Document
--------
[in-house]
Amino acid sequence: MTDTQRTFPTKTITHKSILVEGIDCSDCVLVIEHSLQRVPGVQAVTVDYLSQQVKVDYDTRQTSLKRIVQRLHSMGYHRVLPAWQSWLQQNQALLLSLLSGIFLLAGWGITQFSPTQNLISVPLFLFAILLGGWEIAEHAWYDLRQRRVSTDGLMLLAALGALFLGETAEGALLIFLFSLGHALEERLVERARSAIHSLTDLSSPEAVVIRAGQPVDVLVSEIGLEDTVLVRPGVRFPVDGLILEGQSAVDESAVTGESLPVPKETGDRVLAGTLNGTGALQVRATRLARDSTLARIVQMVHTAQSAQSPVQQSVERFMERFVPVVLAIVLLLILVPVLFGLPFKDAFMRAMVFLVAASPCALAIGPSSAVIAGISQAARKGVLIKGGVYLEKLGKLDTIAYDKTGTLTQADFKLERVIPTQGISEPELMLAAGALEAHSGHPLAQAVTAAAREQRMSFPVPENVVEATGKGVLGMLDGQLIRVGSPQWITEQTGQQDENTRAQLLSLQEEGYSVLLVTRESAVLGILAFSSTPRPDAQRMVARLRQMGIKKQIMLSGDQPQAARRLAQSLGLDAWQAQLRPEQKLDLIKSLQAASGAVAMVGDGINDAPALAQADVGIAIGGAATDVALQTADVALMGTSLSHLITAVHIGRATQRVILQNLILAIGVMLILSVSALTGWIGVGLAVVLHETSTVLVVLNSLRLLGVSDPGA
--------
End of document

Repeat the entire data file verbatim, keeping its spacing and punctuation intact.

[in-house]
Amino acid sequence: MTDTQRTFPTKTITHKSILVEGIDCSDCVLVIEHSLQRVPGVQAVTVDYLSQQVKVDYDTRQTSLKRIVQRLHSMGYHRVLPAWQSWLQQNQALLLSLLSGIFLLAGWGITQFSPTQNLISVPLFLFAILLGGWEIAEHAWYDLRQRRVSTDGLMLLAALGALFLGETAEGALLIFLFSLGHALEERLVERARSAIHSLTDLSSPEAVVIRAGQPVDVLVSEIGLEDTVLVRPGVRFPVDGLILEGQSAVDESAVTGESLPVPKETGDRVLAGTLNGTGALQVRATRLARDSTLARIVQMVHTAQSAQSPVQQSVERFMERFVPVVLAIVLLLILVPVLFGLPFKDAFMRAMVFLVAASPCALAIGPSSAVIAGISQAARKGVLIKGGVYLEKLGKLDTIAYDKTGTLTQADFKLERVIPTQGISEPELMLAAGALEAHSGHPLAQAVTAAAREQRMSFPVPENVVEATGKGVLGMLDGQLIRVGSPQWITEQTGQQDENTRAQLLSLQEEGYSVLLVTRESAVLGILAFSSTPRPDAQRMVARLRQMGIKKQIMLSGDQPQAARRLAQSLGLDAWQAQLRPEQKLDLIKSLQAASGAVAMVGDGINDAPALAQADVGIAIGGAATDVALQTADVALMGTSLSHLITAVHIGRATQRVILQNLILAIGVMLILSVSALTGWIGVGLAVVLHETSTVLVVLNSLRLLGVSDPGA